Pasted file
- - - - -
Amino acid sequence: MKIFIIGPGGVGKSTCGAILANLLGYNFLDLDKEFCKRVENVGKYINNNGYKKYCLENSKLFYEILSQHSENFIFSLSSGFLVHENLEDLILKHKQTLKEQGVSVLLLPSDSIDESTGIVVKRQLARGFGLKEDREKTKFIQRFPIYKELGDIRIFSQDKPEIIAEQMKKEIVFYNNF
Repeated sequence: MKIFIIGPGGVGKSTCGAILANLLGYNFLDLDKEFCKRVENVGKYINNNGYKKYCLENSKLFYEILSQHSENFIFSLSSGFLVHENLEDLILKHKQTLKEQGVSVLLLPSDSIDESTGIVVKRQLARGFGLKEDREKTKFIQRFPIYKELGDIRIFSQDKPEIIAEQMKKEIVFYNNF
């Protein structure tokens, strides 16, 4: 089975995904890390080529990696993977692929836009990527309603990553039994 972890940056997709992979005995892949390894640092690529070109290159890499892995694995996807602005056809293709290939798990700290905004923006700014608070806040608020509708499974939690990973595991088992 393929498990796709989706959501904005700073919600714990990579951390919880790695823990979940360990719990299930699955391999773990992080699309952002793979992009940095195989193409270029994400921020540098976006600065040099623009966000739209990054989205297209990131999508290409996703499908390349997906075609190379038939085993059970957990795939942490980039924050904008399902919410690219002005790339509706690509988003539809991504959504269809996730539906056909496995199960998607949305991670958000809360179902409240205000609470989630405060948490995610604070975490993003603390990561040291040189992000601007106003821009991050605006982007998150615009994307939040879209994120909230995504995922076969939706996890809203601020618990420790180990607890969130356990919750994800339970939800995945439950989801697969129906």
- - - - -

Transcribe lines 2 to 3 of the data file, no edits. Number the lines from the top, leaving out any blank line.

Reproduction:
Repeated sequence: MKIFIIGPGGVGKSTCGAILANLLGYNFLDLDKEFCKRVENVGKYINNNGYKKYCLENSKLFYEILSQHSENFIFSLSSGFLVHENLEDLILKHKQTLKEQGVSVLLLPSDSIDESTGIVVKRQLARGFGLKEDREKTKFIQRFPIYKELGDIRIFSQDKPEIIAEQMKKEIVFYNNF
């Protein structure tokens, strides 16, 4: 089975995904890390080529990696993977692929836009990527309603990553039994 972890940056997709992979005995892949390894640092690529070109290159890499892995694995996807602005056809293709290939798990700290905004923006700014608070806040608020509708499974939690990973595991088992 393929498990796709989706959501904005700073919600714990990579951390919880790695823990979940360990719990299930699955391999773990992080699309952002793979992009940095195989193409270029994400921020540098976006600065040099623009966000739209990054989205297209990131999508290409996703499908390349997906075609190379038939085993059970957990795939942490980039924050904008399902919410690219002005790339509706690509988003539809991504959504269809996730539906056909496995199960998607949305991670958000809360179902409240205000609470989630405060948490995610604070975490993003603390990561040291040189992000601007106003821009991050605006982007998150615009994307939040879209994120909230995504995922076969939706996890809203601020618990420790180990607890969130356990919750994800339970939800995945439950989801697969129906």